Public health experts say that the disease could likely become endemic and cause less disruption to lives and livelihoods 

Younten Tshedup

A year into the global health crisis, public health experts say Covid-19 might never go away or, in technical terms, be eradicated.

Like other coronaviruses that continue to infect humans today, experts believe that SARS-CoV-2 virus, which causes Covid-19, will also become endemic — one that has a constant presence within a geographical area, such as the common cold, dengue, and malaria, among others.

The World Health Organisation (WHO) country representative, Dr Rui Paulo de Jesus, said: “While eradicating Covid-19 in the coming years is a wonderful goal to achieve, it’s not realistic.”

He said that the world to date has eradicated only one disease — smallpox.

Dr Rui said that it was highly likely that Covid-19 would continue to circulate and cause outbreaks for many years. “Many scientists believe that Covid-19 can become endemic like other diseases but that’s something for the future to unfold and it can’t be predicted.”

In a recent survey conducted in the UK, more than 100 public health experts, including immunologists, infectious-disease researchers, and virologists working on the novel coronavirus, said that the virus would become endemic.

However, failure to eradicate the virus does not mean that death, illness, and social isolation would continue on the scales seen so far.  Experts say that the future would depend mainly on the type of immunity people acquire through infection or vaccination and how the virus evolves.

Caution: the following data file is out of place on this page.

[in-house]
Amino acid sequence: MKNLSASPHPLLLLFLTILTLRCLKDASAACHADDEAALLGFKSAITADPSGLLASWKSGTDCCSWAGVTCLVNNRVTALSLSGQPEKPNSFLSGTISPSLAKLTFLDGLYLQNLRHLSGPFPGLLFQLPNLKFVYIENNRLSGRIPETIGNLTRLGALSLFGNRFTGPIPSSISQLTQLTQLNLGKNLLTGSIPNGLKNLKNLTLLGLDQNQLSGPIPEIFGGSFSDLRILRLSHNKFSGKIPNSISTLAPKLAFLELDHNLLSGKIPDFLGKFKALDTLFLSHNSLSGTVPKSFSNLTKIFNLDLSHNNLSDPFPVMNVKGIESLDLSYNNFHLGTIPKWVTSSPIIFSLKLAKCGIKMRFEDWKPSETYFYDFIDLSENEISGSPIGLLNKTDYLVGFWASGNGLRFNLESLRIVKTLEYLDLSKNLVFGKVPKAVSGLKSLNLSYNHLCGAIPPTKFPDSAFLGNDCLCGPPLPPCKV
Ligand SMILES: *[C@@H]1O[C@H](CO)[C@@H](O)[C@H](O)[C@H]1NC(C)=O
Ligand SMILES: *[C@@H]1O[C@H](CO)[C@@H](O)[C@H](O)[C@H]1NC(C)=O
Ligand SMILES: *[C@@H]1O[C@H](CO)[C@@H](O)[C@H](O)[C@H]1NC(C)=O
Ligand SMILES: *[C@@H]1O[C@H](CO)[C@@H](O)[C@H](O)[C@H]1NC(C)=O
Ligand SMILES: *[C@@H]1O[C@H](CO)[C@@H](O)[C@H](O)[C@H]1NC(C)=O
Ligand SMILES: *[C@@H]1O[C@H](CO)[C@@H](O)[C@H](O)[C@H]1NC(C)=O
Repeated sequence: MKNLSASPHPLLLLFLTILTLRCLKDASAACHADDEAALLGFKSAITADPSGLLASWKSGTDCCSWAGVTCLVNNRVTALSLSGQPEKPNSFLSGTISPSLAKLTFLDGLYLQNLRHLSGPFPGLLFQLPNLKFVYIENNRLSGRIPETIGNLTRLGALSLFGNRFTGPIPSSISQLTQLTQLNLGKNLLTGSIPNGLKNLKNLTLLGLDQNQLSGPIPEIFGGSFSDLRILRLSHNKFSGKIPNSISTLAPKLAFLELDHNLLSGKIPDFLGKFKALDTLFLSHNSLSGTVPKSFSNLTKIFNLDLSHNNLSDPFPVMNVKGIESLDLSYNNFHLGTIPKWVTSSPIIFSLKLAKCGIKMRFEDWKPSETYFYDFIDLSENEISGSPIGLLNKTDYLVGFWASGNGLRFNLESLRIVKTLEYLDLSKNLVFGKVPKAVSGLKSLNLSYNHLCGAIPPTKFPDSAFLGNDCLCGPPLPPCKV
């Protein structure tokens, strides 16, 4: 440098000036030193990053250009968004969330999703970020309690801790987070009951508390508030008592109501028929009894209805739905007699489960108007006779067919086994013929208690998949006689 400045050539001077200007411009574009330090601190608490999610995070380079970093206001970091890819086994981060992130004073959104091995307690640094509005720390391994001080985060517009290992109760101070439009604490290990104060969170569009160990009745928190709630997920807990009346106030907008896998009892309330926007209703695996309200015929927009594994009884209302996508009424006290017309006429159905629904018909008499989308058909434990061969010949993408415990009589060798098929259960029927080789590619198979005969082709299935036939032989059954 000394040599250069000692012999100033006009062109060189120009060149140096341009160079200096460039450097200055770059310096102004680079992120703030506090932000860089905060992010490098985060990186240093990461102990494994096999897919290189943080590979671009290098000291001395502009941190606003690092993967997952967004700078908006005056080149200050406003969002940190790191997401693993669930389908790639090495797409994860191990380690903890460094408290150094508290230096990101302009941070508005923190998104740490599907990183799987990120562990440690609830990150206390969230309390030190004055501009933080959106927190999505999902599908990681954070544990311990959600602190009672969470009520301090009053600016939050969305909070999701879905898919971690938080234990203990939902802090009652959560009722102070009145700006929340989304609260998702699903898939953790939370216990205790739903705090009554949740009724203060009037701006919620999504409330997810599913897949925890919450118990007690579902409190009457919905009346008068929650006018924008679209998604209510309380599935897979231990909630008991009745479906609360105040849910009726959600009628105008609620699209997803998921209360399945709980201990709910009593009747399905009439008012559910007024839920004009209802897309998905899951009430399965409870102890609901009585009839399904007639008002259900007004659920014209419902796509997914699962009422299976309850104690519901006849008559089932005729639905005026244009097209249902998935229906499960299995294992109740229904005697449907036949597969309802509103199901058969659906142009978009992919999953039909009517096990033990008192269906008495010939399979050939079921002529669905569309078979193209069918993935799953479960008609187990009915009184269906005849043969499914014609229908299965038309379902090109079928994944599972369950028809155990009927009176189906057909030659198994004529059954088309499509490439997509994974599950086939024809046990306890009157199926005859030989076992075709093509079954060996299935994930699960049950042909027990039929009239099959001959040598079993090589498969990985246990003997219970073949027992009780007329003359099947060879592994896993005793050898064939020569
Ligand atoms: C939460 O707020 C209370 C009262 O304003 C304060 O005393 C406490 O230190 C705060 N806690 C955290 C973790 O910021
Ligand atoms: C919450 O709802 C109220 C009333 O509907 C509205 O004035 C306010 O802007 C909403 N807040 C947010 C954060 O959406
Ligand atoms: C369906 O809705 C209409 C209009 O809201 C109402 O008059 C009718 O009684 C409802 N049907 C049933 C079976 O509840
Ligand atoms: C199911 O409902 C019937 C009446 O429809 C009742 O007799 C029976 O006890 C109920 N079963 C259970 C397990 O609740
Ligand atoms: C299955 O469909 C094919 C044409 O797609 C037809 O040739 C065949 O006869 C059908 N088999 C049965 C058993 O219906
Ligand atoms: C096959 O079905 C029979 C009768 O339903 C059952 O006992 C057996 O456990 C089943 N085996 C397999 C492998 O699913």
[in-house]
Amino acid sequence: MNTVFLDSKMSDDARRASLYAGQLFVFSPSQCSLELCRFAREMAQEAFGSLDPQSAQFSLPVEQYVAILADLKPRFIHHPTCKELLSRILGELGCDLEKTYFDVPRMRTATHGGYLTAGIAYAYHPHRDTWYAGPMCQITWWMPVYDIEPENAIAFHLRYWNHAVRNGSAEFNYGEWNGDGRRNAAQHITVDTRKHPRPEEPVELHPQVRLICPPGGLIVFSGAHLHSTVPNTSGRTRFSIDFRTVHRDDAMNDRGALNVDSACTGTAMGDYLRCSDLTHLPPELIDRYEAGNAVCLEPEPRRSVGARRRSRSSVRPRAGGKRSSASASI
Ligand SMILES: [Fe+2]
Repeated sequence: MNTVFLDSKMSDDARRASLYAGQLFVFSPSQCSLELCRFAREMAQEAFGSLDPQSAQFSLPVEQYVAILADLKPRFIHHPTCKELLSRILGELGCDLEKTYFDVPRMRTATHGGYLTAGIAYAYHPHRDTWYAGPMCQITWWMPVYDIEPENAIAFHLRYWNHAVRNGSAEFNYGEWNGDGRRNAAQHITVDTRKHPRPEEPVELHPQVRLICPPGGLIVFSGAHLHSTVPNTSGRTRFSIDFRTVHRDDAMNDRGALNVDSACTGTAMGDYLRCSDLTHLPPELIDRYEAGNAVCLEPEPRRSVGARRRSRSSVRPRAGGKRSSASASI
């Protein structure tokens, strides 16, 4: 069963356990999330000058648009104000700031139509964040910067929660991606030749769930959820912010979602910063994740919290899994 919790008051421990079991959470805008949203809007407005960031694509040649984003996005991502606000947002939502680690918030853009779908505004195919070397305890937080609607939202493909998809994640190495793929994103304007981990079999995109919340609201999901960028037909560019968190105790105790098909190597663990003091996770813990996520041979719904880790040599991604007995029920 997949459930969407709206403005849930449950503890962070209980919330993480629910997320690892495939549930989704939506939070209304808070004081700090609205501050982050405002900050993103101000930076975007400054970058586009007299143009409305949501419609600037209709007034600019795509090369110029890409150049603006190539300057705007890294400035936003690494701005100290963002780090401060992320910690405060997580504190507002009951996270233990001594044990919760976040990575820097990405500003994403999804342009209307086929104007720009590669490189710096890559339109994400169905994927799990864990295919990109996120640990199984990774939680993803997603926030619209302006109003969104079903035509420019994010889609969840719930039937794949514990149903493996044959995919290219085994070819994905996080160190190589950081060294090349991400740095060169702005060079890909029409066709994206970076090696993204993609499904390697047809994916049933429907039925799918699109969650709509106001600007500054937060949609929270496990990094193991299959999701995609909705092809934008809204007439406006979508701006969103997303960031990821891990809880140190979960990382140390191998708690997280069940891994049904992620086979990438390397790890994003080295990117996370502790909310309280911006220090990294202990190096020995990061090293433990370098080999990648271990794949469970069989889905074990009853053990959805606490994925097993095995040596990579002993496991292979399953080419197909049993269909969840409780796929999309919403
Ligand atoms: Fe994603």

Influenza and the four human coronaviruses that cause common colds are also endemic — but a combination of annual vaccines and acquired immunity means that societies tolerate the seasonal deaths and illnesses they bring without requiring lockdowns, masks, and social distancing.

This is one scenario that scientists foresee for the SARS-CoV-2 virus.  Meaning, the virus will be around but once people develop some immunity to it — either through natural infection or vaccination — they won’t become seriously ill.

Dr Rui said that the currently available vaccines have proven to prevent people from getting sick with Covid-19. “It would also have a significant impact on reducing the burden on the health system.”

However, he added that vaccination needs to happen in all countries with good coverage to ensure some relaxation to return to normal ways. “Until then we ‘ll still need to adhere to measures such as using face masks, avoiding crowds, and regular hand washing,” he said. “Vaccine alone isn’t adequate. Also, we still don’t know how long the immunity from the vaccine will last and also how the disease will evolve.”

Given the uncertainties of the current situation, he said that there still was a lot to learn about both the virus and the vaccines.  He added that, with the mutations happening, there was a certain degree of uncertainty as to whether the vaccines would be effective for all kinds of mutations that would emerge.

“WHO keeps a close eye on the evolving situation and collaborates with various agencies and countries to monitor the mutations. We also conduct research to assess whether the vaccines will continue to be as effective against the virus.”

In the meantime, Dr Rui added that even with vaccines available, it was ‘premature’ and also ‘unrealistic’ to write off Covid-19.

More than a year ago on March 11, the WHO declared Covid-19 a pandemic.  Since then, the virus has infected over 123 million and killed more than 2.71 million people globally.

In Bhutan, it has infected 869 individuals, of which 585 are men.  Of that, 867 have recovered and one chronically ill person died with Covid-19.